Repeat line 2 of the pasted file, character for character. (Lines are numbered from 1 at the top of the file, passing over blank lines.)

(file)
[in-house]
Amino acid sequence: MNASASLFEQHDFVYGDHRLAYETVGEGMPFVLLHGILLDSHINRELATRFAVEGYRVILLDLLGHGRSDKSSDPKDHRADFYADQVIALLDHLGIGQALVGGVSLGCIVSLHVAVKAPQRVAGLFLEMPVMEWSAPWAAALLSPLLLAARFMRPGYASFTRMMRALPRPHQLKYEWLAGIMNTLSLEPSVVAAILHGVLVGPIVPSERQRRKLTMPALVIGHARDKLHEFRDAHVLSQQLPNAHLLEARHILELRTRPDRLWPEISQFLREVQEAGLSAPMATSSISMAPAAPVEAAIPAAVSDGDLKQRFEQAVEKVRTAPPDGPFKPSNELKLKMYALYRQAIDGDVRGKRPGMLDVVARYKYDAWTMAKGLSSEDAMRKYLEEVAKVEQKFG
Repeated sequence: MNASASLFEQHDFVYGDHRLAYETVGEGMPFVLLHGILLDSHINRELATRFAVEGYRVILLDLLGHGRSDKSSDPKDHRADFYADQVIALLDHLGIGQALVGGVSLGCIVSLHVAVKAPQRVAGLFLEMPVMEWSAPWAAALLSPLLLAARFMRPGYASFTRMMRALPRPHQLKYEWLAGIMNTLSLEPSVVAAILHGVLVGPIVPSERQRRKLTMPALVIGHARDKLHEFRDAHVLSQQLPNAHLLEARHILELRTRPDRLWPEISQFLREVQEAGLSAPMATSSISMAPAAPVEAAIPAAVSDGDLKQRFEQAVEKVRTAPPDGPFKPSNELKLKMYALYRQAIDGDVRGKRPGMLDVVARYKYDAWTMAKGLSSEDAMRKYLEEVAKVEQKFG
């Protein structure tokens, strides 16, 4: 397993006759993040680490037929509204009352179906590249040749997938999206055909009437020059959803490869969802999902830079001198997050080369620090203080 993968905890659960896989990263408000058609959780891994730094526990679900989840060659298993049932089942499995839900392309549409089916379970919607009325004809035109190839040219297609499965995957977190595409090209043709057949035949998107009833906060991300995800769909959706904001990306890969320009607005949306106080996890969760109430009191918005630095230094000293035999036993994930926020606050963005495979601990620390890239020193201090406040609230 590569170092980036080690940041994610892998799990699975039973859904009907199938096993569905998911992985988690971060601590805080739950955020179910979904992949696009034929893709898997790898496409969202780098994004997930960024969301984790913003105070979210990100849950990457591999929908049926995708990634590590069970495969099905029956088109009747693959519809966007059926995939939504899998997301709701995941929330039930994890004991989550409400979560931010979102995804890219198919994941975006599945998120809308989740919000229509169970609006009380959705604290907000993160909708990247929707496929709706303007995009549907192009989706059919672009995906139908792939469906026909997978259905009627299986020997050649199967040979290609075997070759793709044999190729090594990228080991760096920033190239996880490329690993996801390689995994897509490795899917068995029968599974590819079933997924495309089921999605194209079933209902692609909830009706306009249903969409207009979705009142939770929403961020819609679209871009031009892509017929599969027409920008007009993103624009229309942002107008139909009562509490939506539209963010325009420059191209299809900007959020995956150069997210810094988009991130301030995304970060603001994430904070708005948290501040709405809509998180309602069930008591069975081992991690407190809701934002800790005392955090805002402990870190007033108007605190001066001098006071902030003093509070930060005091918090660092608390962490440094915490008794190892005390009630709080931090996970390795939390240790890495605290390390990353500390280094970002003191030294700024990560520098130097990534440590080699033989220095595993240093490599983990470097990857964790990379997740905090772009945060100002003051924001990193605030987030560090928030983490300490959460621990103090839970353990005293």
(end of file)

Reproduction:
Amino acid sequence: MNASASLFEQHDFVYGDHRLAYETVGEGMPFVLLHGILLDSHINRELATRFAVEGYRVILLDLLGHGRSDKSSDPKDHRADFYADQVIALLDHLGIGQALVGGVSLGCIVSLHVAVKAPQRVAGLFLEMPVMEWSAPWAAALLSPLLLAARFMRPGYASFTRMMRALPRPHQLKYEWLAGIMNTLSLEPSVVAAILHGVLVGPIVPSERQRRKLTMPALVIGHARDKLHEFRDAHVLSQQLPNAHLLEARHILELRTRPDRLWPEISQFLREVQEAGLSAPMATSSISMAPAAPVEAAIPAAVSDGDLKQRFEQAVEKVRTAPPDGPFKPSNELKLKMYALYRQAIDGDVRGKRPGMLDVVARYKYDAWTMAKGLSSEDAMRKYLEEVAKVEQKFG